Waterspout Whips Across the Adriatic Sea

ADVERTISEMENT


Image: Mladen Duka

Looking at the dark clouds in this picture, we might jump to the conclusion that this waterspout is of the tornadic variety. However, as Duka explains (and the previous photograph illustrates), the weather was fine and still as the waterspout approached. “All around us was calm, windless, and we just heard the loud crickets sizzle and waterspout fizzle,” says Duka, describing the event (quite poetically, we think!).

Flashes of lightning notwithstanding, the relatively peaceful weather conditions in which this waterspout appeared suggest that it was of the fair weather type. Fair weather tornadoes commonly occur around coastal areas like this, and while they are generally less dangerous than their more violent tornadic counterparts, it’s still a good idea to keep out of their way. If they move onshore, they usually fizzle out pretty quickly, but can some waterspouts can damage property and leave people injured when they make landfall.


Image: Mladen Duka

Here’s a closer view of this waterspout. You can see that the bottom of the funnel-shaped cloud isn’t quite touching the ocean. This may be related to the fact that waterspouts, despite their appearance from a distance, don’t really suck up water. In fact, it’s more accurate to think of them as forming in the sky and reaching down towards the water’s surface, rather than rising out of the ocean. The white coloration we can see is actually spinning droplets of condensed water – the same kind of moisture that makes up clouds.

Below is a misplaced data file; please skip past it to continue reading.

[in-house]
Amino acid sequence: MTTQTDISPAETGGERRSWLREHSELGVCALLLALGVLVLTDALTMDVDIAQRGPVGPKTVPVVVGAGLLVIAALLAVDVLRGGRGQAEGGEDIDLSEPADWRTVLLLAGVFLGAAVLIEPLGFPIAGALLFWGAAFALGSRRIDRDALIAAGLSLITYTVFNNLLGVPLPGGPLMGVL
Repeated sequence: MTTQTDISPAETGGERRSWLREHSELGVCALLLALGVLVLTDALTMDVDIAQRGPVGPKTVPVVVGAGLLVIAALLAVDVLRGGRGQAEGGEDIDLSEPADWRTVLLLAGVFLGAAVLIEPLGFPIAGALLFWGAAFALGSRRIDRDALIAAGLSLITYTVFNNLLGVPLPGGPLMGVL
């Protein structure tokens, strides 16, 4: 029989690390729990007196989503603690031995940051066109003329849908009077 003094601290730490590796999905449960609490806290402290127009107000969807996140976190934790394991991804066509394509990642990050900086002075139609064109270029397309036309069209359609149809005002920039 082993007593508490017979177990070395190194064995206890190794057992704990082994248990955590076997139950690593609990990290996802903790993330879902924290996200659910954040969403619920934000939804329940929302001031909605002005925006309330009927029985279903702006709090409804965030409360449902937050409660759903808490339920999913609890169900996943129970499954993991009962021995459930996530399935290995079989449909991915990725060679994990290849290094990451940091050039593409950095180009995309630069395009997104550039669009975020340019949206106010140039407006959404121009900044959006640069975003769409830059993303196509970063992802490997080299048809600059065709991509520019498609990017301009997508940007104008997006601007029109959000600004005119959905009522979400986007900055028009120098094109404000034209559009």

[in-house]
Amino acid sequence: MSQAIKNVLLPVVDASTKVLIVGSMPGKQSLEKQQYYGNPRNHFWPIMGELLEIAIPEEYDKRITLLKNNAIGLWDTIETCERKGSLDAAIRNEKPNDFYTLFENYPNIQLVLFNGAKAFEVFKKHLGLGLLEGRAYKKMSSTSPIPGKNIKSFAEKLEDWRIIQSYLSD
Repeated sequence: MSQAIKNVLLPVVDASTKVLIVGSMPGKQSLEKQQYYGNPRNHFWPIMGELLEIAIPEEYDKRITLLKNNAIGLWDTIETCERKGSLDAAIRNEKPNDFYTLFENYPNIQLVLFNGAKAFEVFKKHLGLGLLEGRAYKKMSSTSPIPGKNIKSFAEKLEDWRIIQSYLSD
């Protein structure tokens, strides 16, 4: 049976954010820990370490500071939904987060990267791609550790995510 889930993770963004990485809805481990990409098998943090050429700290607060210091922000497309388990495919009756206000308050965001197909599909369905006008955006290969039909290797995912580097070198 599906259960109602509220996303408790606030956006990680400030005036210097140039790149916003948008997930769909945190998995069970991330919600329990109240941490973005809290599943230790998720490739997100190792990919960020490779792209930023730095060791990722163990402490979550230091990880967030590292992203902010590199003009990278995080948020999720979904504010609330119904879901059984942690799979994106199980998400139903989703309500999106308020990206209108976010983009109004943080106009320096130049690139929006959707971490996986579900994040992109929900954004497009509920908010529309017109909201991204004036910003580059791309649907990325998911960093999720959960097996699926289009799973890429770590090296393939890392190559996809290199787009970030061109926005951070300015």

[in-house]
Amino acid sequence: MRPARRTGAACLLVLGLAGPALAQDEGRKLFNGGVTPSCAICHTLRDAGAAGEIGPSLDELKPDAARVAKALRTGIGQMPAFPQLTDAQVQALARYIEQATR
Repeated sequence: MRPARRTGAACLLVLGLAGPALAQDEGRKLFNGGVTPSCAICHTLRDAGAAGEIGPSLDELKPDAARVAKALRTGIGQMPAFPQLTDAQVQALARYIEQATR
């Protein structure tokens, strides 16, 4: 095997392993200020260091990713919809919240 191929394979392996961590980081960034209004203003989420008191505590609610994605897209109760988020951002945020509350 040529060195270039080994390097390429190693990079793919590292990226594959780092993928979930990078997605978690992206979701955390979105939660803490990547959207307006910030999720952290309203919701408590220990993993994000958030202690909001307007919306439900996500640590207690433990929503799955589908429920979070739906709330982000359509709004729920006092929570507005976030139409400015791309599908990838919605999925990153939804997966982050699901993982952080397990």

Although water is not being sucked up into the clouds in the way a drink is sucked up through a straw, a waterspout’s winds do cause the waters to swirl and rise up some way into the air, as we can see around the base of this example. Forming prior to the funnel itself, this sea spray is called the ‘cascade’.

ADVERTISEMENT


Image: Mladen Duka

As the spinning funnel of air and mist approaches, we’re given an even closer picture of the eddying cascade at its base. As with land tornadoes, a waterspout’s central vortex and the rotating updrafts that surround it can lift water and even objects or animals – like unfortunate fish – up into the air. And given that what goes up must come down, when the waterspout subsides, everything it may have lifted up into the sky will be dropped back down to earth.

Waterspouts have picked up, carried and then dropped some unusual items in the past. For example, Montreal once experienced raining lizards, New York has been hit by showers of tadpoles, and in France there was even a torrent of toads – all bizarre events that have been attributed to waterspouts. We certainly wouldn’t want to be caught without an umbrella in such weather!

ADVERTISEMENT
ADVERTISEMENT
ADVERTISEMENT